Tuesday, September 12, 2006

Simpler Is Always Better

Some of the best inventions, and most successful, have been the simplest idea or at least the simplest to use. There are countless examples of this principle. Portable media players have been around for years before Apple came around with the iPod, but it was the simplicity of its single purpose design, complete ecosystem for easy use by the layman and brilliant marketing that propelled it to a generic noun in our lexicon today. In the last month I have had the privilege of talking to two companies with great potential with a very simple service.

The first one is H2West. Their PayNow service allows a consumer to pay for a purchase with just their cell phone. It works like a debit account without any extra devices, credit cards, or complexity. All a consumer has to do is send a text message with their PIN to H2West and they will send back a 4-digit PIN and their account balance. The consumer provides the PIN to the merchant that enters it into their point-of-sale terminal that generates a receipt. It is that simple. Consumers love it because it is quicker than a credit card transaction and it allows them to budget better. Retailers love it because it costs much less than credit card transactions and it is secure.

This service has the potential of being a real market disrupter because of its simplicity. The retailer only is required to have a new point-of-sale terminal and the consumer can use their existing cell phones. No new smart cards, RFID tags, Bluetooth, or any other chip is required to be implemented. In a matter of minutes a consumer or merchant can open an new account and start processing transactions. The consumer links their bank account or debit card to their account to keep a cash balance. This is a perfect tool for parents to use as a way to teach their children how to budget money. Periodically they can add money to their kids' account, and let them figure out how to spend that fixed amount. No more rampant credit card charges to surprise parents at the end of the month.

The real question is whether H2West will be able to successfully market the product to consumers and retailers. If I was a major credit card processor, I would be looking very seriously at this company.

The next potential market disrupter is MailCall. MailCall uses a standard telephone or cell phone to read and send e-mail messages from any POP or IMAP mail account. The beauty is that e-mail messages and attachments are available from any phone without any extra equipment or the fear of having secure information sitting outside corporate firewalls. Most mobile e-mail solutions require additional equipment like a Blackberry or Internet connection; not MailCall.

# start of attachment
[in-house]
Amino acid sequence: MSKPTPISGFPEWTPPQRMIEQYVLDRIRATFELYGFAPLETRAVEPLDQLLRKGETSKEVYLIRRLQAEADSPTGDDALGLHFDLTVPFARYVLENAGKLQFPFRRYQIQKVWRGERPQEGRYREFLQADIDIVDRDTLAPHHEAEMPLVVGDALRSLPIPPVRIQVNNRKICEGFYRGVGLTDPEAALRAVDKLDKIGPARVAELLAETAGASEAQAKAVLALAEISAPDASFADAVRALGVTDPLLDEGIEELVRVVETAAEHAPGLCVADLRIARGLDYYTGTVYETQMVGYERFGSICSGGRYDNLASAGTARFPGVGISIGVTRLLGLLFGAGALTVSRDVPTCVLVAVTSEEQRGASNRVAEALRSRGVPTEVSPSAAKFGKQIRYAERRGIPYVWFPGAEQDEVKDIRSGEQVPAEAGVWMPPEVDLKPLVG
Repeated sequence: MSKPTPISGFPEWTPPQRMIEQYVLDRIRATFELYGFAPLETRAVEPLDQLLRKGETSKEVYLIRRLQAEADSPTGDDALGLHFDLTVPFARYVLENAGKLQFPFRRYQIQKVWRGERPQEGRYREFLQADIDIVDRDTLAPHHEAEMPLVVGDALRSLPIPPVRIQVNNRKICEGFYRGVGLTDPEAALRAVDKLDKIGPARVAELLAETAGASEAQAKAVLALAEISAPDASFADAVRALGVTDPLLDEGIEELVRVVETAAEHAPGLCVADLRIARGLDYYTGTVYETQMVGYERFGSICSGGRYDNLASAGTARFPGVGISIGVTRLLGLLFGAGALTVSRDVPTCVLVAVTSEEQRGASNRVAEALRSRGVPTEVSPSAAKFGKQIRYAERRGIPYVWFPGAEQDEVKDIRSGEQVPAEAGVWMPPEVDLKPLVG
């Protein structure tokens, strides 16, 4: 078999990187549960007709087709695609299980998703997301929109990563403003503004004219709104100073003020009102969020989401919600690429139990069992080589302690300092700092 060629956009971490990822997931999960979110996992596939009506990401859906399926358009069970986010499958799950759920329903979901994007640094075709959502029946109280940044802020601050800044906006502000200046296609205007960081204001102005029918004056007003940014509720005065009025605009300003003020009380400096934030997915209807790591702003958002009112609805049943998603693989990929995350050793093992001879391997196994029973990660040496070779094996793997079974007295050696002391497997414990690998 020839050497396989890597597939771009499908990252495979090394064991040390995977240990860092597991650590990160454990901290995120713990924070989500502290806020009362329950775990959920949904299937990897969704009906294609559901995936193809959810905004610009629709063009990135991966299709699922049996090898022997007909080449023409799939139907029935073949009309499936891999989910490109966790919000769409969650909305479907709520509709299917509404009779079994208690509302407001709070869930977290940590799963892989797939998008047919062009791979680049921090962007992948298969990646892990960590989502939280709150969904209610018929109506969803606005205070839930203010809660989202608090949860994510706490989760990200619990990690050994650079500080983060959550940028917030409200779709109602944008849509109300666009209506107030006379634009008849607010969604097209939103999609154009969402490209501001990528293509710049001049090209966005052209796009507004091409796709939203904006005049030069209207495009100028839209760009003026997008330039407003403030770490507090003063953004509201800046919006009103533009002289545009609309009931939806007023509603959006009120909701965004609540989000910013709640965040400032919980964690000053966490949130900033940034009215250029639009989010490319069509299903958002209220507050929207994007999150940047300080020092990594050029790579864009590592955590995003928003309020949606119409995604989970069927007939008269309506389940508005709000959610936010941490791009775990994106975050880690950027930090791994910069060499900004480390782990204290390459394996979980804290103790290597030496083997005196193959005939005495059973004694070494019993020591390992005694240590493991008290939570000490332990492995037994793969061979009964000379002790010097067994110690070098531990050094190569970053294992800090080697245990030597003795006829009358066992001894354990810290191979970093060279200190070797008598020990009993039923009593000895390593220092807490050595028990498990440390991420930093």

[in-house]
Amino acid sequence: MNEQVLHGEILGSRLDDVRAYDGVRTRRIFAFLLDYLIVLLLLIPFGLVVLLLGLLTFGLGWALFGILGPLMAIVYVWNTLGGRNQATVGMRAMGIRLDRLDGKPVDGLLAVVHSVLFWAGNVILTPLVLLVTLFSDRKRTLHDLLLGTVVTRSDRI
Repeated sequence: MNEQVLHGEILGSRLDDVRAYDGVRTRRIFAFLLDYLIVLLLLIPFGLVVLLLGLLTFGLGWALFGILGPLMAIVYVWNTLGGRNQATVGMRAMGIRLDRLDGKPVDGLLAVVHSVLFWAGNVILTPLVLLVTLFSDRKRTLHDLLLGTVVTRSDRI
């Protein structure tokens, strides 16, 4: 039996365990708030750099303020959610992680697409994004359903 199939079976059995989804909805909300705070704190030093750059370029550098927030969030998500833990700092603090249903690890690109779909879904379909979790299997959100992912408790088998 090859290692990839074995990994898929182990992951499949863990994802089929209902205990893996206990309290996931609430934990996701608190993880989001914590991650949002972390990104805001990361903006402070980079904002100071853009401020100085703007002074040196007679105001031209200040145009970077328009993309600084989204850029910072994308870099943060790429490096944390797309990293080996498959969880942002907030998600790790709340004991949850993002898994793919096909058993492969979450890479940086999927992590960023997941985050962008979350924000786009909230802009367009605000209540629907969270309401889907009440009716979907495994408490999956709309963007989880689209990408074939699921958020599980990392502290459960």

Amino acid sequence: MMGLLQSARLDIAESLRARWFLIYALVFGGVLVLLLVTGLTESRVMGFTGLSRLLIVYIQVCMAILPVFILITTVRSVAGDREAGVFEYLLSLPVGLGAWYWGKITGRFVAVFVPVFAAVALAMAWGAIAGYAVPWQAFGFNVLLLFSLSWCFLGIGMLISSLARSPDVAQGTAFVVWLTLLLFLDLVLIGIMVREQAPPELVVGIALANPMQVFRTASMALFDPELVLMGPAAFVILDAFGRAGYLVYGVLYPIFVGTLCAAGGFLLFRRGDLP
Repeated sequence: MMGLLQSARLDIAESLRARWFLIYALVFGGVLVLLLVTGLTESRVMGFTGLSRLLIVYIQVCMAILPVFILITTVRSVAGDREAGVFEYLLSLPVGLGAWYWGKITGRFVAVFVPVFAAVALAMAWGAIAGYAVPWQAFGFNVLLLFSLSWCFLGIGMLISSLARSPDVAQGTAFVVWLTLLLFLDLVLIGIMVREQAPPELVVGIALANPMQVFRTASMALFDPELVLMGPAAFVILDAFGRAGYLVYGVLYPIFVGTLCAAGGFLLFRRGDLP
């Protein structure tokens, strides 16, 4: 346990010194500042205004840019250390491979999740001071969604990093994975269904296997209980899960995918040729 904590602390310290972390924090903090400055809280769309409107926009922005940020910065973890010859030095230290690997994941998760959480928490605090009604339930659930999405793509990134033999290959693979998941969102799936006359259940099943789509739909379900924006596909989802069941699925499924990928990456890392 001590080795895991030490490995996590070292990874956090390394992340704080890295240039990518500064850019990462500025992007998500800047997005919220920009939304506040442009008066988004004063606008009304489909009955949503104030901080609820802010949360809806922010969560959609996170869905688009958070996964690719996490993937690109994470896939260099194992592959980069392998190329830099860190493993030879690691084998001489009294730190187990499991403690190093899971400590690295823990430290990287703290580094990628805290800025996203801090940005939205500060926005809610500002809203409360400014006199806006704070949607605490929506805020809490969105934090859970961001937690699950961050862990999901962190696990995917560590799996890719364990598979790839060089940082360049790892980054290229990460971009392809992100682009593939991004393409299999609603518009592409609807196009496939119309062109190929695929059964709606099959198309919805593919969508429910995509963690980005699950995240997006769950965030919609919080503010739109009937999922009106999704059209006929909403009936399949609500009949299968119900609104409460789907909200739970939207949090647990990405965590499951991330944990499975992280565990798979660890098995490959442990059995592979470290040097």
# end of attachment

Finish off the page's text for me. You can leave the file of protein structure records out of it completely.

E-mail has become an indispensable tool for business and personal communications, but accessing it isn't always easy. Security concerns with personal mobile devices, traveling with laptops, and using public Internet terminals inhibit the utility of e-mail. MailCall eliminates all of those concerns using a standard telephone with its text-to-speech synthesis. Listen to a message and any attachment then decide whether to listen to the next one, delete it, or respond to it just as you would in the e-mail application. You can even send a message or attachment to a fax number if a printed copy is necessary. MailCall can even read web pages. These are just the most important features of the product. See their web site for more information.

Just like PayNow, MailCall's disruptiveness is in its simplicity. Users utilize their existing e-mail accounts and any telephone; no new equipment is required. The cost of maintaining a mobile e-mail system is eliminated along with the security headaches. A mobile workforce can manage their e-mail from anywhere on the road so they are more responsive to their customers. They challenge that Great American Technologies has is how to market this great concept where there are so many opportunities in the enterprise, carrier, and government segments.

These excellent technologies have the potential of disrupting their respective markets because their user interface is simple and their utility great. They utilize complex technologies to solve some very simple problems just like Apple focused on playing music with the iPod. Neither one of these companies has the marketing muscle of an Apple, so their success lies in their ability to market themselves or find strong recognized partners. Keep an eye on them or better yet, open an account and give their products a try.

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